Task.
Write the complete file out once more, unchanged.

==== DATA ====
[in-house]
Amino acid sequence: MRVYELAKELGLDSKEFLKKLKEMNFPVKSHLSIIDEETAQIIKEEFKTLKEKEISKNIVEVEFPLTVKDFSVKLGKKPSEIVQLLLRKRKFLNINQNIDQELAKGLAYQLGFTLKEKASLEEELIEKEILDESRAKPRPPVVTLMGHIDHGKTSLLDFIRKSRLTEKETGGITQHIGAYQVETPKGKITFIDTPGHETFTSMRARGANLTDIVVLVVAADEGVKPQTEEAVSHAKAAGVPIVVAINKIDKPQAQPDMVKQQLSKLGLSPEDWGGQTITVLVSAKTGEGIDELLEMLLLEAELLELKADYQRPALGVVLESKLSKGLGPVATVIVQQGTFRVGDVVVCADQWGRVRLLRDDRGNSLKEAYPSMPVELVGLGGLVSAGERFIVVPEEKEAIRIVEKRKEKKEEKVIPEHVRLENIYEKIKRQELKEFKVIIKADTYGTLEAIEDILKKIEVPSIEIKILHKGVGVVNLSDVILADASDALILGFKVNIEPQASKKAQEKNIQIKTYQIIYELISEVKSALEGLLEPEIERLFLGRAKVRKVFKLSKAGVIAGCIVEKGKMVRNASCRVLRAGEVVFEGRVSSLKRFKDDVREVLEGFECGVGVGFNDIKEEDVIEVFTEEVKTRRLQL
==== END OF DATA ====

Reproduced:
[in-house]
Amino acid sequence: MRVYELAKELGLDSKEFLKKLKEMNFPVKSHLSIIDEETAQIIKEEFKTLKEKEISKNIVEVEFPLTVKDFSVKLGKKPSEIVQLLLRKRKFLNINQNIDQELAKGLAYQLGFTLKEKASLEEELIEKEILDESRAKPRPPVVTLMGHIDHGKTSLLDFIRKSRLTEKETGGITQHIGAYQVETPKGKITFIDTPGHETFTSMRARGANLTDIVVLVVAADEGVKPQTEEAVSHAKAAGVPIVVAINKIDKPQAQPDMVKQQLSKLGLSPEDWGGQTITVLVSAKTGEGIDELLEMLLLEAELLELKADYQRPALGVVLESKLSKGLGPVATVIVQQGTFRVGDVVVCADQWGRVRLLRDDRGNSLKEAYPSMPVELVGLGGLVSAGERFIVVPEEKEAIRIVEKRKEKKEEKVIPEHVRLENIYEKIKRQELKEFKVIIKADTYGTLEAIEDILKKIEVPSIEIKILHKGVGVVNLSDVILADASDALILGFKVNIEPQASKKAQEKNIQIKTYQIIYELISEVKSALEGLLEPEIERLFLGRAKVRKVFKLSKAGVIAGCIVEKGKMVRNASCRVLRAGEVVFEGRVSSLKRFKDDVREVLEGFECGVGVGFNDIKEEDVIEVFTEEVKTRRLQL